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Appeals court upholds Palmdale man’s conviction


Three dead in ‘bogus’ drug deal

A state appeals court panel this week upheld a transient’s conviction for a shooting during a bogus marijuana deal in Palmdale that left three men dead and another seriously wounded.

The three-justice panel from California’s 2nd District Court of Appeal rejected the appeal filed on behalf of Jonathan Paul Misirli, who was convicted of three counts of first-degree murder for the Jan. 16, 2019, killings of Olukayode Owolabi, 27, and David Hernandez-Licona, 25, both of Los Angeles, and Sean Cowen, 24, of Van Nuys, at Ranch Center Drive and 40th Street West.

Misirli, now 40, was also found guilty of one count each of attempted murder–involving a man who survived but was seriously wounded–and robbery.

Jurors also found true the special circumstance allegations of murder during a robbery, murder while lying in wait and multiple murders.

Misirli set up a bogus drug deal and then shot the four victims while they were inside two vehicles, according to Deputy District Attorney Ryan Williams.

The defendant took a bag containing about $2,500 in cash and about $10,000 in jewelry that was later pawned, but missed a separate container that had $15,000 in cash, Williams said.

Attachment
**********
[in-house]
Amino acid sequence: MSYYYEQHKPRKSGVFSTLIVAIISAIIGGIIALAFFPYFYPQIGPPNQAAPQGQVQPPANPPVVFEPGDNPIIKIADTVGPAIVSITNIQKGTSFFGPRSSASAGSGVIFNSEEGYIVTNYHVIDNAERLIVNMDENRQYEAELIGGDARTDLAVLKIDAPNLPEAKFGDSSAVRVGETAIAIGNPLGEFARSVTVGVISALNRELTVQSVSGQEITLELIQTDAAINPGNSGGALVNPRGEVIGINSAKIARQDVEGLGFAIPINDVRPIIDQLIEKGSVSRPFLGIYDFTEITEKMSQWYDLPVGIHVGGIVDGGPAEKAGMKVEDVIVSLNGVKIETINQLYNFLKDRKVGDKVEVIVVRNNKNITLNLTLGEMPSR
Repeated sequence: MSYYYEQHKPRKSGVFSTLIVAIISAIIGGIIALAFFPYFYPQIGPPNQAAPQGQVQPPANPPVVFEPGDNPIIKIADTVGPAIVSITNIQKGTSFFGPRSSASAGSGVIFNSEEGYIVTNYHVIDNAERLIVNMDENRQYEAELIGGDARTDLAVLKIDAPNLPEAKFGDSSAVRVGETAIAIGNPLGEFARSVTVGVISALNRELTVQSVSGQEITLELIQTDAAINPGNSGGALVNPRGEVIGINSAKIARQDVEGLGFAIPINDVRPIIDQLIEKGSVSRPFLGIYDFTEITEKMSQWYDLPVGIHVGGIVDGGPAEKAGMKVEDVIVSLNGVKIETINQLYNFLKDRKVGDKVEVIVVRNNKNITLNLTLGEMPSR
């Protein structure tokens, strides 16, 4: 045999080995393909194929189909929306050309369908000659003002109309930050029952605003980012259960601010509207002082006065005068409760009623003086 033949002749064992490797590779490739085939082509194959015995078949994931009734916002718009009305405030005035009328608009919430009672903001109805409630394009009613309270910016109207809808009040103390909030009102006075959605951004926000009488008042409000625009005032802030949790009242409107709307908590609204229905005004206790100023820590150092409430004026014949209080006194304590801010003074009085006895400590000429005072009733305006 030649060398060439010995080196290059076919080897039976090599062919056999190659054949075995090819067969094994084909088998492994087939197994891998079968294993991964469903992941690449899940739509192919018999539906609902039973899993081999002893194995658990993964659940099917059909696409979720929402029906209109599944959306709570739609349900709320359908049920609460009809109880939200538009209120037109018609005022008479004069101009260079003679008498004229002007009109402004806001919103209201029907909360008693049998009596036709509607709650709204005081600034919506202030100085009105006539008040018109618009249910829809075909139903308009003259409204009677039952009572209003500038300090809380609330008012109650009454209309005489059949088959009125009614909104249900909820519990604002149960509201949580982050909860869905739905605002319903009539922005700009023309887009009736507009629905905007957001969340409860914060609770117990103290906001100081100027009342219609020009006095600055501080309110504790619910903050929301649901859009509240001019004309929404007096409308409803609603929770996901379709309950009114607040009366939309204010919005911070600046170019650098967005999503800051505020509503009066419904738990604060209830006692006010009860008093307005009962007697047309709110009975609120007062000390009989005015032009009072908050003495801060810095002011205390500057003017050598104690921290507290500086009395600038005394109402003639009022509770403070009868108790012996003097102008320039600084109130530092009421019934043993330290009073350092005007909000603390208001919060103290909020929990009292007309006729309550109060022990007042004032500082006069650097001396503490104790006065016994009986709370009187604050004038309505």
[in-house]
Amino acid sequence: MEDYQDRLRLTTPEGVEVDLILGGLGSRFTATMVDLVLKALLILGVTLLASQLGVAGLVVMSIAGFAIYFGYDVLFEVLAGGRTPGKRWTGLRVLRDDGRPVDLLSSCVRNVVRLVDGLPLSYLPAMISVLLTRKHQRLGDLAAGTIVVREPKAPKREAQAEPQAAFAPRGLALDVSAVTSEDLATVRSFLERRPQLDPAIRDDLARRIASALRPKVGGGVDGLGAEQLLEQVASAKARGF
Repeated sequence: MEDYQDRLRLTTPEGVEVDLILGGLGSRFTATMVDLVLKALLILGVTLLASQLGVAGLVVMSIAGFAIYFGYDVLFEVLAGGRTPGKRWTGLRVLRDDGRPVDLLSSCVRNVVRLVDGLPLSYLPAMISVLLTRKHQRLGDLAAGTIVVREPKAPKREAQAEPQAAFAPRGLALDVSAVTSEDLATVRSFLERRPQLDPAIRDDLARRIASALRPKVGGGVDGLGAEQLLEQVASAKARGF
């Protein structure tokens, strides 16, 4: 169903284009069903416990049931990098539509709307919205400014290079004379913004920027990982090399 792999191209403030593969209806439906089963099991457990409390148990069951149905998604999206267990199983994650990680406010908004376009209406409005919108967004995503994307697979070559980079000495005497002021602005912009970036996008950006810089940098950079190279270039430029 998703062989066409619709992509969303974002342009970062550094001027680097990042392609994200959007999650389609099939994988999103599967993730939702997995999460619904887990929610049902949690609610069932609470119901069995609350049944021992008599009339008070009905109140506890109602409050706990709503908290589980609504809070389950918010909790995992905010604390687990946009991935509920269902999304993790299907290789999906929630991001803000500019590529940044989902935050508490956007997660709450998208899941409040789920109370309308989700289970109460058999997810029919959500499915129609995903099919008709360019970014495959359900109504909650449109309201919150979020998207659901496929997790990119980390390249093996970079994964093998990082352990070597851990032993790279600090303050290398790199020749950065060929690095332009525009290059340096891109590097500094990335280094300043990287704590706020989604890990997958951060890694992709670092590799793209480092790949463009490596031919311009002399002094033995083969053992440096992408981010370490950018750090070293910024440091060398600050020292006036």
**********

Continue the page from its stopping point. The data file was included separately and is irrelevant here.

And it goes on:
Misirli was arrested by homicide detectives with the Los Angeles County Sheriff’s Department about 3 1/2 months later as he walked along North Vermont Avenue in the Los Feliz area of Los Angeles, after investigators learned that he had been living in the park area surrounding the Griffith Park Observatory.

He was sentenced in October 2021 to life in prison without the possibility of parole after a trial in Lancaster, in which he testified in his own defense.

The defense contended in its appeal that the trial court erred in ordering him restrained during his trial, but the appellate court panel ruled that Misirli has “failed to point to any such order in the record.”

“Indeed, the record does not reveal if Misirli remained seated during the trial due to a court order, physical restraints, disability, or some other cause,” the appellate court panel noted in its seven-page opinion. “The sole evidence Misirli cites is the statement in which the court told the jury that Misirli was ‘not permitted to stand.’ However, the actual reason Misirli did not stand is not revealed in the record…there is no court ruling Misirli claims was erroneous nor is there record evidence supporting his claim of error.”